A common North American currency would bring about lower long-term interest rates, greater price stability and improved trade, says a new report from the Fraser Institute.

The study calls for a North American Monetary Union that includes Canada, the United States, and Mexico.

It proposes a common currency, called the "amero," which would have its own distinctive emblem on one side and national symbols on the other.

The study's author, Herbert Grubel argues that flexible exchange rates have not brought Canada the benefits promised by its advocates.

Instead, he says, they have reduced labour market flexibility and delayed Canada's adjustment to declining world prices for natural resources.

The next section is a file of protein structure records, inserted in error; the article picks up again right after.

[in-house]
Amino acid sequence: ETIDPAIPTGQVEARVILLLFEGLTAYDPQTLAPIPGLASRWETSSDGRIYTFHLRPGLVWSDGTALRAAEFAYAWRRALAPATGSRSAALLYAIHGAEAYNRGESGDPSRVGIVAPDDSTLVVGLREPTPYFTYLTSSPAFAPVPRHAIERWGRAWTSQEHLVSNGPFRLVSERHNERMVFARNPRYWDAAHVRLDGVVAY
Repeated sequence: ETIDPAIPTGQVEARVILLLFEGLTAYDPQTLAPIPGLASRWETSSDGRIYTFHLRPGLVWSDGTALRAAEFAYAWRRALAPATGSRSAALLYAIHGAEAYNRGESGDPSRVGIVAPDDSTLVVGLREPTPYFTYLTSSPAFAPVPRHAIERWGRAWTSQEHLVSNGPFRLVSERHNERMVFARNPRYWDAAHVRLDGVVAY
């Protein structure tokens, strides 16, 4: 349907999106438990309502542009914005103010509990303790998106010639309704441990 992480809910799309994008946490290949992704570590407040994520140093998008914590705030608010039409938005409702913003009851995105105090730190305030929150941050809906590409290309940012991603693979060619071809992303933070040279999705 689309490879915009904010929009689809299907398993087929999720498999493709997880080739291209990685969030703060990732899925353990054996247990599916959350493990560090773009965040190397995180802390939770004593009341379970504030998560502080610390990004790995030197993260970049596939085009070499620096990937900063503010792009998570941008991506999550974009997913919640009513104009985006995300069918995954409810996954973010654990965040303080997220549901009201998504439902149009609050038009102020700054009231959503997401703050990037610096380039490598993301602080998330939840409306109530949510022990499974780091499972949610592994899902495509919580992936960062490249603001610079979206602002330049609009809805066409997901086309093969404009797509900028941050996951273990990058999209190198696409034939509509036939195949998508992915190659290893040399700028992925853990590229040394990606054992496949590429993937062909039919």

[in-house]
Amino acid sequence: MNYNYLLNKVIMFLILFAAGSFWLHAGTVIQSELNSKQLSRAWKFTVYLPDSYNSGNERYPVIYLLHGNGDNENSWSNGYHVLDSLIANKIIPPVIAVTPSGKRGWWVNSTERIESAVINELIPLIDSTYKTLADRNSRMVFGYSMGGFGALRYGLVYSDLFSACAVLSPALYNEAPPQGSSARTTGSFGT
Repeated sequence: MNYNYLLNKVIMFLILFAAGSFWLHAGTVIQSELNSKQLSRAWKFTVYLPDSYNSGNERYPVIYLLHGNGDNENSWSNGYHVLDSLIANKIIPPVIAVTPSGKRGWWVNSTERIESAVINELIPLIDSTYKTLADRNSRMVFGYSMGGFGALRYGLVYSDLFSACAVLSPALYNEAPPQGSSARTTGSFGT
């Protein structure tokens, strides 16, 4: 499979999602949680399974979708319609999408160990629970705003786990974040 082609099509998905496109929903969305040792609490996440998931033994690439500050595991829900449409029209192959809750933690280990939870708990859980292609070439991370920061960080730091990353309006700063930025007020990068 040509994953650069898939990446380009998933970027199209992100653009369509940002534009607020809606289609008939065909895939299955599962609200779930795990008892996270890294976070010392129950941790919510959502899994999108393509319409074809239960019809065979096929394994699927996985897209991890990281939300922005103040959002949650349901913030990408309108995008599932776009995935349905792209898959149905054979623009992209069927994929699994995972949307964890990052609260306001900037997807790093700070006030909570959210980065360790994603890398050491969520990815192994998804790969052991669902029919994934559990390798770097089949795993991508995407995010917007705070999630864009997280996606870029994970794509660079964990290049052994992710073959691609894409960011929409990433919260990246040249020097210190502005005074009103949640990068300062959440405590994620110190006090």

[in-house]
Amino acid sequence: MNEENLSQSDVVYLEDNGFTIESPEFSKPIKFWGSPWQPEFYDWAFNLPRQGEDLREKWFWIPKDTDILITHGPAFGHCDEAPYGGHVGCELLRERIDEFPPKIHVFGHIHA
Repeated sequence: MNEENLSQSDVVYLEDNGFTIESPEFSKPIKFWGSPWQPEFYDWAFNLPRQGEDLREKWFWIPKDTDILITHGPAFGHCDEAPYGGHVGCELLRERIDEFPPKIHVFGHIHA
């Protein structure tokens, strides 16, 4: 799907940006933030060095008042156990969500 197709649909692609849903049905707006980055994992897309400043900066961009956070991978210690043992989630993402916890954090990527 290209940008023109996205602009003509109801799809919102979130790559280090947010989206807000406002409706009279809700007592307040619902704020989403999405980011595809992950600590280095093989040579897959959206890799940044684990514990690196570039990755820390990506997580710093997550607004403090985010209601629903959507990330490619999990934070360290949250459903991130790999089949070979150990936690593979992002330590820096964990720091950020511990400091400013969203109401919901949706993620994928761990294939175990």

"This system has contributed to Canada's high and excessive reliance on the production of natural resources," says Grubel, a senior fellow at the institute.

"A monetary union will ensure that we move to the high-tech and other profitable and expanding industries at a more optimal pace, and Canadians' productivity and living standards will increase correspondingly."

The study says Canada's cultural sovereignty and political independence would not be affected by monetary union, arguing that monetary union would not inhibit Canada's ability to pursue its own tax, spending, social, regulatory and foreign policies.